Pharmacologic Treatment of Hypoactive Delirium Psychostimulants • Improve cognition and psychomotor activity • Methylphenidate 2.510 mg at 0700 and noon
What aboutlorazepam (ATIVAN)? • Second-line agent • Reserve for: • Sedation • Alcohol withdrawal • Parkinson’s disease; Lewy body dementia • Neuroleptic malignant syndrome • Dexmedetomidinesuperior in ICU? JAMA. 2009;301:489-499. JAMA. 2007;298:2644-2653.
Take-Home Points on Delirium: • A multifactorial syndrome: predisposing vulnerability and precipitating insults • Delirium can be diagnosed with high sensitivity and specificity using the CAM • Prevention is the goal • If delirium occurs, find and treat underlying causes • Always try nonpharmacologic approaches first • Use low-dose neuroleptics in severe cases • May be added to the list of “NEVER EVENTS”
Which of the following is the best way to diagnose delirium in the hospital? 1. DSM-IV-TR criteria 2. Mini-Mental State Exam 3. Clock-drawing test 4. CAM or CAM-ICU 5. Geriatric medicine consult 10
Which of the following has been shown in randomized controlled trials to reduce the incidence of delirium? • Proactive geriatric consultation • Haloperidol prophylaxis • Epidural vs. general anesthesia • Donepezil prophylaxis 10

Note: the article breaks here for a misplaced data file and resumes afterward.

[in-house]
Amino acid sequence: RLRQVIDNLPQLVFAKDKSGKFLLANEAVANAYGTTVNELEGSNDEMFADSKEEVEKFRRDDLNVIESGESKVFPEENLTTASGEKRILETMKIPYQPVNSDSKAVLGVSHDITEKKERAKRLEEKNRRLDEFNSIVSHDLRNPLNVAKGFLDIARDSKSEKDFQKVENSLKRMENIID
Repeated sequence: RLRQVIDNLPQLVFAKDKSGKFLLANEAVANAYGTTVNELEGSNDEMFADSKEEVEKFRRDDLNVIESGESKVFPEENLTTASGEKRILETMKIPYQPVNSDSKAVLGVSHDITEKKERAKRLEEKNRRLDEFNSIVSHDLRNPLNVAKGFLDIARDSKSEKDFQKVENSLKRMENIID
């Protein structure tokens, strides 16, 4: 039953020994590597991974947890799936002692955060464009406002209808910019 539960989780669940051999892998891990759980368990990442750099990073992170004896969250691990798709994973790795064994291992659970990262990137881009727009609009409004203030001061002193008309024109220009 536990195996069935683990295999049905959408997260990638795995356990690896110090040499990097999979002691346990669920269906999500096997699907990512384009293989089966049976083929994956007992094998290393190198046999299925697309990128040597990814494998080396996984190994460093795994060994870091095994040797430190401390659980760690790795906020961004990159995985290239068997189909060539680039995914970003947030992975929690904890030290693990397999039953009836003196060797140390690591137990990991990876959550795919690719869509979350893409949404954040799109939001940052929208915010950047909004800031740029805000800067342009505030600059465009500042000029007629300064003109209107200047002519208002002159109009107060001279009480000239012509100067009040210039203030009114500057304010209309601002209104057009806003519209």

Which of the following is unlikelyto be a risk factor for deliriumin a post-op patient? • Underlying dementia • Multiple chronic medical problems • Multiple prescriptions • Lorazepam for sleep • Urinary tract infection • Poorly treated pain • None of the above 10
Which of the following is nota common complicationassociated with delirium? • Higher 1-year mortality • Higher 30-day readmission rate • Hip fracture • Poor functional state at discharge • Decubitus ulcer • Hyponatremia • None of the above 10
Suggested Reading List • Inouye SK. Delirium in older persons. N Engl J Med. 2006;354:1157-1165. • Schneider LS, et al. Effectiveness of atypical antipsychotic drugs in patients with Alzheimer’s disease. N Engl J Med. 2006;355:1525-1538. • Sink KM, et al. Pharmacological treatment of neuropsychiatric symptoms of dementia. JAMA.2005;293:596-608.